burnt ends

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paul and louise
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2004/06/16 13:03:44 (permalink)

burnt ends

have you ever sat down in a q joint and sheepishly asked if they had any burnt ends...only to get a puzzled look or a "whatz that, never heard of them"

is there a "burnt end belt"? how wide would such a belt be? louise introduced me to burnt ends in kc
i enjoyed them greatly, but can't seem to find them anywhere but kc
burnt ends are much too good to be kept a regional secret, and i can't go to kc every time i get a craving>>>>>>>>educate us someone
#1

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    mayor al
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    RE: burnt ends 2004/06/16 13:21:54 (permalink)
    You're right about the Burnt ends in K C...They even show up on the Menu at some of the BBQ Places. We did have some at a BBQ stand just across the line in OK a few miles from Joplin MO. Maybe the term is a Missouri Thing??
    When we did the Whole Hog BBQ trip last winter, I asked Mr Hays, Keeper of the Treasure and PitMaster Plus in Lexington TN, about what to order when looking for meat from a Whole Hog BBQ. He described the various parts of the pig--ham- loin- ribs- and Middlin'. When I asked what to ask for when I wanted the crispy/chewy outer edges of the pig, he told me that was the 'Bark'. I did get some good samples of BARK at a couple of the other places we stopped at that day. I have never seen it available on a menu though.
    #2
    Lucky Bishop
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    RE: burnt ends 2004/06/16 14:23:53 (permalink)
    You rarely see the term burnt ends outside of Kansas City. They're on the menu at Blue Ribbon Barbecue in Boston, but what they serve as burnt ends is much more like what you occasionally see on the menu at KC places as "brownies": chunks of the lean end of the brisket, in sauce. Quite nice, actually, but not the same thing you'd get at Arthur Bryant's or the like.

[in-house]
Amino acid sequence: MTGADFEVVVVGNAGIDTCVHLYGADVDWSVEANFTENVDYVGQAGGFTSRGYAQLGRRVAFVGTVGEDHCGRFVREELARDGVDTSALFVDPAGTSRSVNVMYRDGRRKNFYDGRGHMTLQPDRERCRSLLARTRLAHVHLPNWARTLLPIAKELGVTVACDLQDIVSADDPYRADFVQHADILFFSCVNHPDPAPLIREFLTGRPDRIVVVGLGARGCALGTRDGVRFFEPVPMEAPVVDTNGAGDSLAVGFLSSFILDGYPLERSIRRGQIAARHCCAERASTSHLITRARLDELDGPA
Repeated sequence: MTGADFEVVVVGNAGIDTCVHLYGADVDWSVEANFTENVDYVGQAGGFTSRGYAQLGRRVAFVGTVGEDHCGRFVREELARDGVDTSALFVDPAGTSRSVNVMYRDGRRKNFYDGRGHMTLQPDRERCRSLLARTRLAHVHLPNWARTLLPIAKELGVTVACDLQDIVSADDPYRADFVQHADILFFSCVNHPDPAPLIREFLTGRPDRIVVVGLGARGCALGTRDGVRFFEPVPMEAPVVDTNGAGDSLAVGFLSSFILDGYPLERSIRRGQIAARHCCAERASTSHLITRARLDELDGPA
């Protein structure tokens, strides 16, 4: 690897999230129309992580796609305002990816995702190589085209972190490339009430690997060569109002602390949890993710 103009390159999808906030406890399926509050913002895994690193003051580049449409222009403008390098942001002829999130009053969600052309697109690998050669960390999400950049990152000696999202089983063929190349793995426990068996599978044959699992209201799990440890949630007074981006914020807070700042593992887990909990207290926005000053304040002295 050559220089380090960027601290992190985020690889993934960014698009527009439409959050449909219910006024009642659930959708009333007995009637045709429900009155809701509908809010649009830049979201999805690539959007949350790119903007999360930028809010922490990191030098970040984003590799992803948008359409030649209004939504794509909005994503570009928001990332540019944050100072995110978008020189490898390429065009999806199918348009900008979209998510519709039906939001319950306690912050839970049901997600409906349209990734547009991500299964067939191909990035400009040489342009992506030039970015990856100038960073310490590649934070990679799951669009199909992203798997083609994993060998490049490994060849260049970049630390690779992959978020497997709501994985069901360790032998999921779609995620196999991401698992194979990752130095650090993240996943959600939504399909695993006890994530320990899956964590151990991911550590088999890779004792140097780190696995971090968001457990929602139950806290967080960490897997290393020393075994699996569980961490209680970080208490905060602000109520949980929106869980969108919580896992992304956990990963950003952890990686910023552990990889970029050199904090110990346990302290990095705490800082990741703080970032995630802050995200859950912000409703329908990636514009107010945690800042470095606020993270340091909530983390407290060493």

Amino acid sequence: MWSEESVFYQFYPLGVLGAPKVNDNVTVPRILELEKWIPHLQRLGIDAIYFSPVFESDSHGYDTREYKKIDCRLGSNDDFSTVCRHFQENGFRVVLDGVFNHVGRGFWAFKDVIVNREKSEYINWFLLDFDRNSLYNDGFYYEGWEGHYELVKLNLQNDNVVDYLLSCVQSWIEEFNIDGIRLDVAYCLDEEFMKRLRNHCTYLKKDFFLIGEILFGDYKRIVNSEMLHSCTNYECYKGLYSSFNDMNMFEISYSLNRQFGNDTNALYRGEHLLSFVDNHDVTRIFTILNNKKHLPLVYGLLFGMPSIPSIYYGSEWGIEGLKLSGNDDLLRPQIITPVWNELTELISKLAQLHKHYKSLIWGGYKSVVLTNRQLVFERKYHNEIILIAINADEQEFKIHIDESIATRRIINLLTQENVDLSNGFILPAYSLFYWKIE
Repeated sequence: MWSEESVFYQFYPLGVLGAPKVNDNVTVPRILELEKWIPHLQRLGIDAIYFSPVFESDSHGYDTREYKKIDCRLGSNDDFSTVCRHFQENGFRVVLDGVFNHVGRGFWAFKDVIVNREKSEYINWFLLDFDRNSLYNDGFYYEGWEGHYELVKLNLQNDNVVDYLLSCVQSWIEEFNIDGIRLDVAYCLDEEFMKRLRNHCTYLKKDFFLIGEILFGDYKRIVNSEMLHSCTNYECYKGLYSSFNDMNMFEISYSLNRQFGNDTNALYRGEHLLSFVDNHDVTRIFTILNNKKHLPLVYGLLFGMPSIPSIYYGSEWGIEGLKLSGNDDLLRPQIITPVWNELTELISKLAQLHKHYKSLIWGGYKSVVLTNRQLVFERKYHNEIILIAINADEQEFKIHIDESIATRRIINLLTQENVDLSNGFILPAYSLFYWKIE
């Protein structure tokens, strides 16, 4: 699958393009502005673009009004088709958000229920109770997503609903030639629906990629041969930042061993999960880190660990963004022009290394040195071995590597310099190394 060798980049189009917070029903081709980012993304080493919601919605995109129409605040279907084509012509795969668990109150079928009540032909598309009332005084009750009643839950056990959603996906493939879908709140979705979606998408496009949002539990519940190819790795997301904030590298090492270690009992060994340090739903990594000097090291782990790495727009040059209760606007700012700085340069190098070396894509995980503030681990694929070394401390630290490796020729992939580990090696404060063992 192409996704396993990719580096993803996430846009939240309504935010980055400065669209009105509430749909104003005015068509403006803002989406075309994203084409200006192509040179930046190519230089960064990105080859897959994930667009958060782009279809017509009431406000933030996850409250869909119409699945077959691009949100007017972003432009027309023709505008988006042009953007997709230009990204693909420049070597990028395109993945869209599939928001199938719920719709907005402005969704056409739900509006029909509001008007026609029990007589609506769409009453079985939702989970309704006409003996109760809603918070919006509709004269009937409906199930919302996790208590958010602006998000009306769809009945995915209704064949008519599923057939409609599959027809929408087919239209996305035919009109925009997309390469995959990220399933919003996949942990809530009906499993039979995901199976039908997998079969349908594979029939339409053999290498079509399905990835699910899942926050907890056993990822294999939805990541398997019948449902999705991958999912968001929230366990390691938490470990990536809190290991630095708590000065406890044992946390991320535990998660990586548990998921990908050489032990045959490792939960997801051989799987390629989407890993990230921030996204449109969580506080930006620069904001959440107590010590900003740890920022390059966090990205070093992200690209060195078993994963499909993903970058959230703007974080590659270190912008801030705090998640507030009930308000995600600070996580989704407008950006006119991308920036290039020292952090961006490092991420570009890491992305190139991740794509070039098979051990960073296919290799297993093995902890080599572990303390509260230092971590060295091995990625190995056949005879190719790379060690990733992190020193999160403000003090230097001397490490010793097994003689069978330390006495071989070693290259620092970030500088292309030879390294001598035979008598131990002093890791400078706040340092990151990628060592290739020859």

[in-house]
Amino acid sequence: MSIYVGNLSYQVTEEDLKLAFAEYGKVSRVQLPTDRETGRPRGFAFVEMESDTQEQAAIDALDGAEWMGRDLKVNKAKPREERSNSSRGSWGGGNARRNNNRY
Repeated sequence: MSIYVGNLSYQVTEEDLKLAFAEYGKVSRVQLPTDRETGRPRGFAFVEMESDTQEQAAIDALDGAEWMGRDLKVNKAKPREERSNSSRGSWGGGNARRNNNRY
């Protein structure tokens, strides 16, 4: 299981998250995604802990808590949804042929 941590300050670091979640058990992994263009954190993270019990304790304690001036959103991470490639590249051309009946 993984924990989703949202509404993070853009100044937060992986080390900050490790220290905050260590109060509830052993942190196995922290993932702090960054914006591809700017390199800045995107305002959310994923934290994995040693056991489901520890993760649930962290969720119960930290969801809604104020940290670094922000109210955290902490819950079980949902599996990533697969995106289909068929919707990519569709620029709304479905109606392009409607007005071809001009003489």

#3
    Edwaste
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    RE: burnt ends 2004/06/16 14:33:59 (permalink)
    Uncle Willie's in Waterbury CT offer burnt ends, which are everything you would expect them to be. I believe it's a combination of Beef and pork. Uncle Willy knows his BBQ, and offers a variety of styles.

    There's a Bar/Restaurant in called the Winchester Cafe in Portland CT that offers "burnt ends". These are not what you would expect. More like smoked cubes of meat with some sauce.

    Those are the only two place I've seen the term "burnt ends" used in the BBQ places I've tried in NC, GA, CT, NH, MA.
    #4
    Bill B.
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    RE: burnt ends 2004/06/16 14:36:38 (permalink)
    Back when Arthur Bryant was still alive, his pit man would pile the end shreds and fatty chunks onto a steel platter that sat at the head of the serving line. You'd reach through a window and take a handful to gnaw on while waiting to place your order. Man oh man!
    #5
    Oneiron339
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    RE: burnt ends 2004/06/16 15:21:09 (permalink)
    Some GA BBQ places, if you ask for end slices, you'll get the charred surface cuts of pork BBQ - that is a treat. Most places, sadly, chop it into the BBQ mixture, which ain't a bad thing, but sometimes those end slices are wonderful. When I smoke my own BBQ, I always make sure I get the end slices before anyone else - kind of like "carver's privilege."